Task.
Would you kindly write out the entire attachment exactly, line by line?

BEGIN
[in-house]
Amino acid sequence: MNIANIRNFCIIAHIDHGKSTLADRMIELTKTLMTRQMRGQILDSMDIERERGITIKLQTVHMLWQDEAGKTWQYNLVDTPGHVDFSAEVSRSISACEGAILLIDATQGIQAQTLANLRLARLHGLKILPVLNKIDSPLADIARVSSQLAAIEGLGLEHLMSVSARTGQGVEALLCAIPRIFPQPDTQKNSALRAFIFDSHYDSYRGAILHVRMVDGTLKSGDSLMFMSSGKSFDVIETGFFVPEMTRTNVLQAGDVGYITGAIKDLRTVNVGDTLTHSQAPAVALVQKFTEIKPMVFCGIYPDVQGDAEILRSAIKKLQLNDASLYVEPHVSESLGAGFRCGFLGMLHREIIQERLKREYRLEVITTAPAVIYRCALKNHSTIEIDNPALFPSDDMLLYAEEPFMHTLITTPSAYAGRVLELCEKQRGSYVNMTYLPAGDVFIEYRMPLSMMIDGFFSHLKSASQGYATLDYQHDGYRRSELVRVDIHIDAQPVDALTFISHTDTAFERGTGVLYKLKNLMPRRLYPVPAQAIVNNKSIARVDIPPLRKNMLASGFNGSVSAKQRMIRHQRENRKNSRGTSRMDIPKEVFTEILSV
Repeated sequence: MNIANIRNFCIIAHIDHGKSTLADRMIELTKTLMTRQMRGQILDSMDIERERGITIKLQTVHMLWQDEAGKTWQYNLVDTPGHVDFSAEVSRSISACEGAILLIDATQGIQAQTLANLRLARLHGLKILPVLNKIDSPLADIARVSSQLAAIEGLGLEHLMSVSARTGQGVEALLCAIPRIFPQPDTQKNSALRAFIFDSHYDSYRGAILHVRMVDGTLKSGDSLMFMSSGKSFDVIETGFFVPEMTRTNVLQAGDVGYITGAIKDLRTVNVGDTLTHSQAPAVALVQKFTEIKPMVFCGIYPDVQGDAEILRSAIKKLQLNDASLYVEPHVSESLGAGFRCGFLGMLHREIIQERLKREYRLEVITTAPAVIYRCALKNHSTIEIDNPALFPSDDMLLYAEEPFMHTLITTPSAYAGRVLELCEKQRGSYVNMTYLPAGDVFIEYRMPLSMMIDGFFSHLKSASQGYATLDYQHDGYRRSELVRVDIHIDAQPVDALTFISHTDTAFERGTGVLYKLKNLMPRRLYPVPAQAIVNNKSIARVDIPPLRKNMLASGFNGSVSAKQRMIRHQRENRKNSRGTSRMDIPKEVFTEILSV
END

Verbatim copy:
[in-house]
Amino acid sequence: MNIANIRNFCIIAHIDHGKSTLADRMIELTKTLMTRQMRGQILDSMDIERERGITIKLQTVHMLWQDEAGKTWQYNLVDTPGHVDFSAEVSRSISACEGAILLIDATQGIQAQTLANLRLARLHGLKILPVLNKIDSPLADIARVSSQLAAIEGLGLEHLMSVSARTGQGVEALLCAIPRIFPQPDTQKNSALRAFIFDSHYDSYRGAILHVRMVDGTLKSGDSLMFMSSGKSFDVIETGFFVPEMTRTNVLQAGDVGYITGAIKDLRTVNVGDTLTHSQAPAVALVQKFTEIKPMVFCGIYPDVQGDAEILRSAIKKLQLNDASLYVEPHVSESLGAGFRCGFLGMLHREIIQERLKREYRLEVITTAPAVIYRCALKNHSTIEIDNPALFPSDDMLLYAEEPFMHTLITTPSAYAGRVLELCEKQRGSYVNMTYLPAGDVFIEYRMPLSMMIDGFFSHLKSASQGYATLDYQHDGYRRSELVRVDIHIDAQPVDALTFISHTDTAFERGTGVLYKLKNLMPRRLYPVPAQAIVNNKSIARVDIPPLRKNMLASGFNGSVSAKQRMIRHQRENRKNSRGTSRMDIPKEVFTEILSV
Repeated sequence: MNIANIRNFCIIAHIDHGKSTLADRMIELTKTLMTRQMRGQILDSMDIERERGITIKLQTVHMLWQDEAGKTWQYNLVDTPGHVDFSAEVSRSISACEGAILLIDATQGIQAQTLANLRLARLHGLKILPVLNKIDSPLADIARVSSQLAAIEGLGLEHLMSVSARTGQGVEALLCAIPRIFPQPDTQKNSALRAFIFDSHYDSYRGAILHVRMVDGTLKSGDSLMFMSSGKSFDVIETGFFVPEMTRTNVLQAGDVGYITGAIKDLRTVNVGDTLTHSQAPAVALVQKFTEIKPMVFCGIYPDVQGDAEILRSAIKKLQLNDASLYVEPHVSESLGAGFRCGFLGMLHREIIQERLKREYRLEVITTAPAVIYRCALKNHSTIEIDNPALFPSDDMLLYAEEPFMHTLITTPSAYAGRVLELCEKQRGSYVNMTYLPAGDVFIEYRMPLSMMIDGFFSHLKSASQGYATLDYQHDGYRRSELVRVDIHIDAQPVDALTFISHTDTAFERGTGVLYKLKNLMPRRLYPVPAQAIVNNKSIARVDIPPLRKNMLASGFNGSVSAKQRMIRHQRENRKNSRGTSRMDIPKEVFTEILSV